In "The Upside of Falling" by Alex Light, readers are treated to a heartwarming and charming YA contemporary novel. This story revolves around Becca Hart, a high school student who, in an unexpected turn of fate, fake-dates Brett Wells, the most popular boy in school. Although the trope and theme may sound familiar, Light's storytelling immerses it with a fresh and engaging twist. Becca and Brett's journey through the ups and downs of their "pretend" romance is filled with humor, relatable characters, and a delightful exploration of the complexities of high school relationships.
I give "The Upside of Falling" four stars for its simplicity, like a cute, short Wattpad (where it was originally published) story. Alex Light's writing style is refreshingly light and accessible, making it an delightful read for fans of YA romance. The story's direct and endearing approach to love and self-discovery is very enjoyable, and the characters are relatable and easy to root for. This book's likable and uncomplicated narrative is suggestive of the online stories many readers adore, making it a perfect choice for those seeking a sweet and heartwarming escape into the world of high school romance.
John Green's "The Fault in Our Stars" is a heartwarming and pleasant YA novel that explores a variety of themes like love, illness, and essence. This particular story follows the narrative of Hazel and Augustus, two teenagers who battle cancer and embark on a journey of love and self-discovery together.
I rate "The Fault in Our Stars" 3 out of 5 stars for its easy readability, enjoyable narrative, and the extremely important message it conveys about cancer awareness through Hazel's and Augustus' characters. It is an incredibly nice, short book to read, particularly for audiences who are young adults. However, compared to some of the other books I've read, it doesn't delve as deeply and lacks the complex storytelling that I often seek while reading. While it certainly has its lovely positives that I enjoyed, the book, in my opinion, falls a little short in terms of depth and construction, which is why I choose to give it a 3-star rating.
Crooked Kingdom is a sequel to Six of Crows, both of which are set in the Grishaverse. It is the story of how Kaz Brekker and his crew as they try to con Jan Van Eck out of his money before he builds an empire with the deadly substance, parem.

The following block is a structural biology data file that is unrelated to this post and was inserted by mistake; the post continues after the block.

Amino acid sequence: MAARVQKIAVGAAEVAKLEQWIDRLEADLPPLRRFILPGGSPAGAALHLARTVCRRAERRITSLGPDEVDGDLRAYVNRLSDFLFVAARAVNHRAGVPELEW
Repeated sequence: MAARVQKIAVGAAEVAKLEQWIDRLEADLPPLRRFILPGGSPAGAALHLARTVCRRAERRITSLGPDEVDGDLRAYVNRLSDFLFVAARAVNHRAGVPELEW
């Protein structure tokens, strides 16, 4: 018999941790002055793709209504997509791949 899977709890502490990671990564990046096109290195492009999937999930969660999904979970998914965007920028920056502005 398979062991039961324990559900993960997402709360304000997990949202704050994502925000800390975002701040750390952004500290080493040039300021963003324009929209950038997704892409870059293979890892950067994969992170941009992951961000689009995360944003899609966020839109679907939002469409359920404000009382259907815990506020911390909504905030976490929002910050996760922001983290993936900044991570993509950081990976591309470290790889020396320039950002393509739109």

As with the last book, the characters are the standouts. Every member of the cast is fleshed out, and you can understand every decision they make. Jesper, Matthias, and Wylan are the standouts in this book. Each of them continue on their arcs in a natural way that leaves their characters feeling complete. Jesper realizes that many of his problems come from hiding his true self as a grisha. Matthias finally sees the beauty in the grisha. Wylan overcomes his father's influence and sees him for what he is.
The plot has constant twists and turns, but is still easy to follow. As the story progresses, the challenges the group faces continually grow more difficult. The characters have to change their plans multiple times to keep up with the growing influence of their adversaries. This story markets itself as a fun fantasy heist, and it more than succeeds in that. It might not say anything particularly meaningful, but it has a few nice messages sprinkled in there.
My main problem with this book is with Inej. Her arc was more or less completed in the last book, and this book doesn't have much for her to do. There's a brief crisis where she believes Kaz only keeps her around because she's useful, but that's resolved rather quickly. She has a rivalry with a character named Dunyasha, but nothing is done with that either. She beats Inej once, then loses the next time they fight. It doesn't make Inej grow or change. It just exists. It might not have bothered me so much if it wasn't built up as this incredible rivalry. I felt that the book wanted her to remain one of the main characters, but had to make up excuses for her to still be in the spotlight.